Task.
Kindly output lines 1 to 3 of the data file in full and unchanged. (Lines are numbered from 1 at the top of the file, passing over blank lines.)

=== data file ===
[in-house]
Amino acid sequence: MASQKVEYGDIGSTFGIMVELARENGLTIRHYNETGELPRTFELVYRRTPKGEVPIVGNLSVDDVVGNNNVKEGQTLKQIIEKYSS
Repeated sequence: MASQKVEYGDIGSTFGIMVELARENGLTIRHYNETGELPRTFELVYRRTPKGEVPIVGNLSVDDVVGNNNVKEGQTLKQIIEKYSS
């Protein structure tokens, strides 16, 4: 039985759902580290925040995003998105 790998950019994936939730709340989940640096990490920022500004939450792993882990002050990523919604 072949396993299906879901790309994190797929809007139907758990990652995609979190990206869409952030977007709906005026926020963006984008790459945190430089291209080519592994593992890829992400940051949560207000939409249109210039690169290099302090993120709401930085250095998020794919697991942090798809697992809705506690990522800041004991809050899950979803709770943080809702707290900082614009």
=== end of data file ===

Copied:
[in-house]
Amino acid sequence: MASQKVEYGDIGSTFGIMVELARENGLTIRHYNETGELPRTFELVYRRTPKGEVPIVGNLSVDDVVGNNNVKEGQTLKQIIEKYSS
Repeated sequence: MASQKVEYGDIGSTFGIMVELARENGLTIRHYNETGELPRTFELVYRRTPKGEVPIVGNLSVDDVVGNNNVKEGQTLKQIIEKYSS